A chimeric gene consisting of the coding sequence for the membrane domain of the endoplasmic reticulum protein, 3-hydroxy-3-methylglutaryl-coenzyme A (HMG-CoA) reductase, fused to the coding sequence for the soluble enzyme, β-galactosidase of Escherichia coli, has been previously constructed. This fusion protein, HMGal, has been localized to the membrane of the endoplasmic reticulum of Chinese hamster ovary cells transfected with this chimeric gene, and its β-galactosidase activity has declined in the presence of low density lipoprotein (Skalnik, D.G., Narita, H., Kent, C., and Simoni, R.D. (1988) J. Biol. Chem. 263, 6836-6841). In this report, we demonstrate that the loss of β-galactosidase activity results from the accelerated degradation of the HMGal protein. Taking advantage of a fluorescence-activated cell sorter technique, we have selected transfected cells which express sufficient levels of HMGal to improve its immunodetection. Based on pulse-chase experiments, the half-life of HMGal is 6.0 h, and, in the presence of 20 mM mevalonate, the half-life declines 1.7-fold. Under these conditions, mevalonate accelerates the degradation of HMG-CoA reductase in these cells 1.6-fold, from 8.4 h to 5.3 h, most probably by the same mechanism. This mevalonate-regulated degradation of HMGal is not due to a heteromeric association of HMGal with reductase, since the same effect has been observed in cells lacking the reductase protein. In addition, we demonstrate that inhibition of protein synthesis with cycloheximide abolishes the mevalonate-dependent accelerated degradation of HMGal, in agreement with previous studies which have presented indirect evidence that a short-lived protein is essential for mediating the loss of HMG-CoA reductase activity. Finally, using brefeldin A, we show that the mevalonate-dependent accelerated degradation of HMGal may occur in the endoplasmic reticulum.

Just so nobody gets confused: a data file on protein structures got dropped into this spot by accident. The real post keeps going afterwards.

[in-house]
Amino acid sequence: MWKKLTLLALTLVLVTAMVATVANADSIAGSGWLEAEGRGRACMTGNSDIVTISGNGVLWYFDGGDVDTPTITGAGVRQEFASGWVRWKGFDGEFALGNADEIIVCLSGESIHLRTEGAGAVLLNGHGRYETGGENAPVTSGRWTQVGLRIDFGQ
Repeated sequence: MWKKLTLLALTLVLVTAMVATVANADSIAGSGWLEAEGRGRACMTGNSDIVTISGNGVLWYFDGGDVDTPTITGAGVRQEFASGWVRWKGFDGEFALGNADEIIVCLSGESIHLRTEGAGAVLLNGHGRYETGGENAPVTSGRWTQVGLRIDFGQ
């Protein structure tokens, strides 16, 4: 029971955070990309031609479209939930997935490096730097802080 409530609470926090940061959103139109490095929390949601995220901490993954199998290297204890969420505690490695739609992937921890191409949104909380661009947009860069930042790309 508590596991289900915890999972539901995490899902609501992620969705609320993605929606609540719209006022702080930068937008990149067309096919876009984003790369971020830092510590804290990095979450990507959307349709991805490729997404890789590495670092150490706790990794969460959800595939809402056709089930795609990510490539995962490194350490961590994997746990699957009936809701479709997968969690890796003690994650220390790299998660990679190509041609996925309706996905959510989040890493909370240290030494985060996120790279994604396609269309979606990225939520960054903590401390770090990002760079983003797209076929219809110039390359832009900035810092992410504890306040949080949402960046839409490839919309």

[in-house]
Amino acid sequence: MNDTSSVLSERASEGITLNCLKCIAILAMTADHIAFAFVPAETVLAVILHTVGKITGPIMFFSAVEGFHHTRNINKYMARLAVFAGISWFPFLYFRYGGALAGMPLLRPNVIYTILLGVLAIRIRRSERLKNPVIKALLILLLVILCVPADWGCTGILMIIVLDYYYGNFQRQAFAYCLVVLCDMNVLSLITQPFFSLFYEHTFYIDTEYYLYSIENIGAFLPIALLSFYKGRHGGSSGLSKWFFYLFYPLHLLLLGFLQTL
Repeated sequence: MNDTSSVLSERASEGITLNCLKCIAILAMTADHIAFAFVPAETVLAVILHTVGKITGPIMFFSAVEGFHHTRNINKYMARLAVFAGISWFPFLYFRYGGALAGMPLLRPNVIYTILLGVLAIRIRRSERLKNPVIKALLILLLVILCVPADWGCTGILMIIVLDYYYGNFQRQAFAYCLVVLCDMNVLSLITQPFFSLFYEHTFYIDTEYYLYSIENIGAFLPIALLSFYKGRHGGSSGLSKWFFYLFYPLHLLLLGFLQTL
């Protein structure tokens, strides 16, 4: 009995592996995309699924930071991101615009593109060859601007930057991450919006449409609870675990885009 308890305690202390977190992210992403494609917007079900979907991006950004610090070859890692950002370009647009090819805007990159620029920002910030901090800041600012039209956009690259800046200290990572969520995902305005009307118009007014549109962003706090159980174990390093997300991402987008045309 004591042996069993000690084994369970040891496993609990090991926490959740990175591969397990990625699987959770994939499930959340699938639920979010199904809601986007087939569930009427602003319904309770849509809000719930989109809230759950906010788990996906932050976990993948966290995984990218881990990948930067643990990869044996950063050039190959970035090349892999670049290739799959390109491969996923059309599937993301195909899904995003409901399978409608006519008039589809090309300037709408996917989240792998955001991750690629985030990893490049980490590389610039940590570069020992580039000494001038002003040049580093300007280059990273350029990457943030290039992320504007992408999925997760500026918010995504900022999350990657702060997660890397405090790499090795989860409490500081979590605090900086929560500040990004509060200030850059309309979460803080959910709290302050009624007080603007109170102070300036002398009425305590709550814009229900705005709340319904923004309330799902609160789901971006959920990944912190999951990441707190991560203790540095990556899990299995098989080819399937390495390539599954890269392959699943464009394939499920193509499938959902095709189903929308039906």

|Original language||English (US)|
|Number of pages||7|
|Journal||Journal of Biological Chemistry|
|State||Published - Dec 1 1990|
ASJC Scopus subject areas
- Molecular Biology
- Cell Biology